The Current Discussion: A London publishing house was firebombed for agreeing to publish 'The Jewel of Medina', a controversial novel about Muhammad's wife, which Random House dropped earlier this year because it feared terrorist threats. In hindsight, was Random House in the right? Does this justify censorship of this kind in the future?
I live in London just up the road from the publisher whose house was firebombed. To say that Random House is responsible for the firebombing would be silly - but by its timorous decision not to publish The Jewel of Medina, it certainly made it more likely. And the firebombing does not make me feel kindly towards Random House.
Now that the financial meltdown is making us all reconsider some of our priorities, perhaps large and successful publishing houses like Random House might remember that they are not just in business to make money but to defend certain principles of the open society. They have the resources to defend themselves and their authors against extremists, unlike small publishing houses like the one up the road from me.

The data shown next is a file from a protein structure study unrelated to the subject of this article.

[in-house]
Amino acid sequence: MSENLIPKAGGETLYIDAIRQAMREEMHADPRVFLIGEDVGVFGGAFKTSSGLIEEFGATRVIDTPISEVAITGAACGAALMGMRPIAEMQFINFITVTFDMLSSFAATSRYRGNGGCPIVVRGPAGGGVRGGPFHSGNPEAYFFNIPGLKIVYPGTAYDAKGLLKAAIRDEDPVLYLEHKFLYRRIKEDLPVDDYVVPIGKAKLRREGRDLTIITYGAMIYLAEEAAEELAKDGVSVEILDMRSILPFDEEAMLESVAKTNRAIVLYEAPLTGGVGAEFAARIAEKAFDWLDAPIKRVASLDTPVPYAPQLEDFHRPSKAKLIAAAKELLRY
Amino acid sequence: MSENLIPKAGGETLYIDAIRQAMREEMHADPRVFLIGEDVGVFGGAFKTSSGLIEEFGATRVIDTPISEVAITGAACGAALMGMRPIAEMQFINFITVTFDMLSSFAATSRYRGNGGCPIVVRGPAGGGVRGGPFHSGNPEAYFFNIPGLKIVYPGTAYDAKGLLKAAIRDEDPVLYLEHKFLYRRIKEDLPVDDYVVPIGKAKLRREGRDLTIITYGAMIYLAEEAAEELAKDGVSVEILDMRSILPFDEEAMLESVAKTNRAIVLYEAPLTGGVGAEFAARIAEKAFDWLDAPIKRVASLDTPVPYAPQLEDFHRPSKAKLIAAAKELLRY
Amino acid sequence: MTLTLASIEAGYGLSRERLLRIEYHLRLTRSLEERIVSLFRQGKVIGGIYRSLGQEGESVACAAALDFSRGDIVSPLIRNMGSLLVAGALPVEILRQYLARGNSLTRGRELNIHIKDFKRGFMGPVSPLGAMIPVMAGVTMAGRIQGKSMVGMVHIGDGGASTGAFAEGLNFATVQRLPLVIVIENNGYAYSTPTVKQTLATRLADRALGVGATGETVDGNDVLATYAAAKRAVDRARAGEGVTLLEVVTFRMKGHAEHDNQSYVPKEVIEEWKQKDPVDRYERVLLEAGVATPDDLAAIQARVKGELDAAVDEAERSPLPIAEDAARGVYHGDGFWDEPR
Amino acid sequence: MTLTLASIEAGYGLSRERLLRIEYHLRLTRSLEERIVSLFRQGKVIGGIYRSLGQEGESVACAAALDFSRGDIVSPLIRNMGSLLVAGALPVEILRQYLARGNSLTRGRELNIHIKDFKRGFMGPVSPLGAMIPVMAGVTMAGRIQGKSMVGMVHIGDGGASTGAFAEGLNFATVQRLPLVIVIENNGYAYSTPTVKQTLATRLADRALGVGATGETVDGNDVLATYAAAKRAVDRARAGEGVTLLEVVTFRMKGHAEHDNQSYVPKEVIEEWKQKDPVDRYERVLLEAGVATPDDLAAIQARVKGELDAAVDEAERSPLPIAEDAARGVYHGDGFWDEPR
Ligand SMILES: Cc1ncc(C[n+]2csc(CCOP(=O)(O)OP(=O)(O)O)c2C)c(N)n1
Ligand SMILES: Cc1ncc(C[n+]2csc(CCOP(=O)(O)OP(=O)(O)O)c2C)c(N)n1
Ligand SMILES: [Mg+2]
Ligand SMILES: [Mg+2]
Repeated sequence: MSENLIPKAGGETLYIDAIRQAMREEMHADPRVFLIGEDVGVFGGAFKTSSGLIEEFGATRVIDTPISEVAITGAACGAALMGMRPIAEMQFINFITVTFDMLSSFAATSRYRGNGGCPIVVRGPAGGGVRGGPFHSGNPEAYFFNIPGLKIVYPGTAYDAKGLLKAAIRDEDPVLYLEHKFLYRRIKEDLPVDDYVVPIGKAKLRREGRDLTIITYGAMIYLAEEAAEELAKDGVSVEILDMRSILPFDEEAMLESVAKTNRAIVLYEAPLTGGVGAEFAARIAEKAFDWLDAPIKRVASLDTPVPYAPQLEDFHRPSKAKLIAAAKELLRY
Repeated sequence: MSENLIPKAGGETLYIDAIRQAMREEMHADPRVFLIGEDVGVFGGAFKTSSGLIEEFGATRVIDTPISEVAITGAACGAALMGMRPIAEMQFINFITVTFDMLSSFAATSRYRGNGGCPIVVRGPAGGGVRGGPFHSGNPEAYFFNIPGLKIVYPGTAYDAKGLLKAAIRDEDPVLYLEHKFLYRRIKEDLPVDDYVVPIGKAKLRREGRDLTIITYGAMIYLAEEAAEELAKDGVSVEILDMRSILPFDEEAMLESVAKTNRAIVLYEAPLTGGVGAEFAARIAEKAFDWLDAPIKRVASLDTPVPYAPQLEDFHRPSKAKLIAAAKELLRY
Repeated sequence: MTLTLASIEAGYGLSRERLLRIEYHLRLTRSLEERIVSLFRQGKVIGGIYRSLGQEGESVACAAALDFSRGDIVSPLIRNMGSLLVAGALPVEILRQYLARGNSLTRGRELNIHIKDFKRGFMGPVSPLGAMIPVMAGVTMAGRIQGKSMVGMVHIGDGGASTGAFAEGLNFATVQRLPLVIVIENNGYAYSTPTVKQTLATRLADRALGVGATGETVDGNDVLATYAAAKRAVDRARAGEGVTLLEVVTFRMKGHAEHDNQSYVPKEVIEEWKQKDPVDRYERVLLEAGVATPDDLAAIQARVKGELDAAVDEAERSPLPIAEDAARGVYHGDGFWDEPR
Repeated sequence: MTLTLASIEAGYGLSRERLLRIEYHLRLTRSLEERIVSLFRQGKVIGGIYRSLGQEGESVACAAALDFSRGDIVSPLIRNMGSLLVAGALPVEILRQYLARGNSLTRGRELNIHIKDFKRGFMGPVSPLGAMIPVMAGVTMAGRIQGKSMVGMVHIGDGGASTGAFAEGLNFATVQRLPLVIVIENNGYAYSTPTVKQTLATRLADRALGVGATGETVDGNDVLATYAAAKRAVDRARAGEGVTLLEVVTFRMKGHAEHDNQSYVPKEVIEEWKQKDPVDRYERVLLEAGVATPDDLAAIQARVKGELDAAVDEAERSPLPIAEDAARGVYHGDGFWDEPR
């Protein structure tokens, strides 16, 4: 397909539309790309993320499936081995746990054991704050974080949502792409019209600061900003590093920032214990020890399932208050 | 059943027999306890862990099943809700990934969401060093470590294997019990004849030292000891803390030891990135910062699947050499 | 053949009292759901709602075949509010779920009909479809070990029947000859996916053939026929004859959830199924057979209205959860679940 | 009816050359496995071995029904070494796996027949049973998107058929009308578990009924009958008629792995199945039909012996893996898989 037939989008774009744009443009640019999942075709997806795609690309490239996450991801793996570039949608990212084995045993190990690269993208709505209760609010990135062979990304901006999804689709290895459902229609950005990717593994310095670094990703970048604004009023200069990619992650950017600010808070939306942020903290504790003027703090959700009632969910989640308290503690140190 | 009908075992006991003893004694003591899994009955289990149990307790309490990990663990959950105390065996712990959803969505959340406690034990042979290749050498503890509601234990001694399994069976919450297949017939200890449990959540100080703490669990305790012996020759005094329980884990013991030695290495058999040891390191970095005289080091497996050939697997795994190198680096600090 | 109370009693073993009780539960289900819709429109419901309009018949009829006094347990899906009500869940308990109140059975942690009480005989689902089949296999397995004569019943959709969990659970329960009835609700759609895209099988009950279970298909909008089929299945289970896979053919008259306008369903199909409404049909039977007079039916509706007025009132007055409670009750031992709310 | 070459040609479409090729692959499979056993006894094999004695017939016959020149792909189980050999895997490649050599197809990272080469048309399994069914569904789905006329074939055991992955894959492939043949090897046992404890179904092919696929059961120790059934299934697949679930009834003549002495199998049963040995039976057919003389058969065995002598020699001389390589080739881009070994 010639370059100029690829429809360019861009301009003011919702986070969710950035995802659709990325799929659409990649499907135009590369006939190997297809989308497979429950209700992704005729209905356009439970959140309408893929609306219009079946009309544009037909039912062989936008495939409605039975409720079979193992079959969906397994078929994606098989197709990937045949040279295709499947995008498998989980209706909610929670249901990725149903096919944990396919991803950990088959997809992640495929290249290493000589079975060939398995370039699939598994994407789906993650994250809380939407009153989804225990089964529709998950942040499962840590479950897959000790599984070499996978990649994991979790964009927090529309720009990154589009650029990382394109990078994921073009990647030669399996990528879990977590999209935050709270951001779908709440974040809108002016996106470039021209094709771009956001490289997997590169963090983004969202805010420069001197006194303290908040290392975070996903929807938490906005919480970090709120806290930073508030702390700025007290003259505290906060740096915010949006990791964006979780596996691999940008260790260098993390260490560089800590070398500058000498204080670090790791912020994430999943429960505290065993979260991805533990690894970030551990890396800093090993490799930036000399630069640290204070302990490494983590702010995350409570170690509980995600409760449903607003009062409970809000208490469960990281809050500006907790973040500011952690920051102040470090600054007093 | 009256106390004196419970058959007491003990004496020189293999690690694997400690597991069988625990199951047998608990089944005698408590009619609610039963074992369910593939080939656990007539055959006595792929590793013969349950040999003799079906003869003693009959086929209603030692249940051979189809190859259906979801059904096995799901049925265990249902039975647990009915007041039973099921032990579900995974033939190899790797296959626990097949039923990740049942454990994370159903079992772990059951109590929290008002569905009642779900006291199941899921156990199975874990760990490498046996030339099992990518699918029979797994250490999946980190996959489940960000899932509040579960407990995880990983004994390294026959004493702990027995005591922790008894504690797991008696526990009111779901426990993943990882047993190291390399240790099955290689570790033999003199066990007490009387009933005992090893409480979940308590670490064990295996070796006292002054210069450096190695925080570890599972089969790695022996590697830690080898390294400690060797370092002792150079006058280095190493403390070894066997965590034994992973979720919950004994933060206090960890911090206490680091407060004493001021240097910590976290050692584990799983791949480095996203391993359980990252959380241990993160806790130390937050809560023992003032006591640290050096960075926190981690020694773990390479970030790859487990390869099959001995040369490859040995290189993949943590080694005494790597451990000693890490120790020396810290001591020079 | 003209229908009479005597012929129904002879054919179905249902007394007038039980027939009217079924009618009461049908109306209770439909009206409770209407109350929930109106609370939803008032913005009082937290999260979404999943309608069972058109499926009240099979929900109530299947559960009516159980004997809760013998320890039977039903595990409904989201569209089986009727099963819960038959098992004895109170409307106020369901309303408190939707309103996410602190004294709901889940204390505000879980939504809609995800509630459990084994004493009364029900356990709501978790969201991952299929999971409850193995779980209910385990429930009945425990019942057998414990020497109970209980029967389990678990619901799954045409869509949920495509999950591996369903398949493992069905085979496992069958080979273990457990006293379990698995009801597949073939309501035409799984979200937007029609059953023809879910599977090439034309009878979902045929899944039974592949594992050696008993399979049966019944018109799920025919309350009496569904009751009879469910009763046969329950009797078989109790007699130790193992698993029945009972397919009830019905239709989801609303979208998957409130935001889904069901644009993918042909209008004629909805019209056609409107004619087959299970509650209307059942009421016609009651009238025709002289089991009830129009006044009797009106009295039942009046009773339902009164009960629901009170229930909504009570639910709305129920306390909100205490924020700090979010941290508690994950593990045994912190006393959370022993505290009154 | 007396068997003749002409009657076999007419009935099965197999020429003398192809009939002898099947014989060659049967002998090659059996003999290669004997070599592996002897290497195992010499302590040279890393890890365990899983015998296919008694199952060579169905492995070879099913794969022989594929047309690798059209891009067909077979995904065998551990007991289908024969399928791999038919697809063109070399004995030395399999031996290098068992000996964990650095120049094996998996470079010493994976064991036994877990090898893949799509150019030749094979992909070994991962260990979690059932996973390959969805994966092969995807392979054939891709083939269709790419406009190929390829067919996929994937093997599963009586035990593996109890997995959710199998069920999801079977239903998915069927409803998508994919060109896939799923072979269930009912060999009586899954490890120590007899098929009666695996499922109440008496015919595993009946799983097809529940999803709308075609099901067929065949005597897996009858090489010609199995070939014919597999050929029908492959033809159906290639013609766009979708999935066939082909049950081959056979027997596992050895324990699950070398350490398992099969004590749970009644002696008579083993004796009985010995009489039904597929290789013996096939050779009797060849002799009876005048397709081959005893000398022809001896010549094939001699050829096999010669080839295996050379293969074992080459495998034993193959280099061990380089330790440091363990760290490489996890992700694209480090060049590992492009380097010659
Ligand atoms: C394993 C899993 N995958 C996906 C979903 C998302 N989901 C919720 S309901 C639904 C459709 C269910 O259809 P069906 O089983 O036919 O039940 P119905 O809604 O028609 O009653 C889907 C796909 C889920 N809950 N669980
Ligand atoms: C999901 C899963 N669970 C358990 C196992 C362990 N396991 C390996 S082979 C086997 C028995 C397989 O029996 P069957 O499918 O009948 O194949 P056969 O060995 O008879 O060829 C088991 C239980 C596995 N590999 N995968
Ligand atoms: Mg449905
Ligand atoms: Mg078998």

It seems extraordinary to recall, from today's vantage point, that Penguin never wavered in its commitment Salman Rushdie's Satanic Verses (published almost exactly 20 years ago). Many liberals have now joined forces with "deep believers" to declare that it is morally unacceptable to give offense - hence all the decisions to drop books and plays or to censor cultural productions of various kinds. But these actions are slowly going to destroy public space in liberal societies. In a pluralistic society - where there are widely divergent views about what matters most - clashes of values are unavoidable. And, as the writer Kenan Malik has argued, it is vital that these clashes are not suppressed. If they are, then mutual suspicion reigns and people retreat into their cultural ghettos, undermining not only shared public discourse but in the end the very idea of the public interest.
David Goodhart is the editor of the London-based Prospect Magazine, which published one of the famous Danish Muhammad cartoons.
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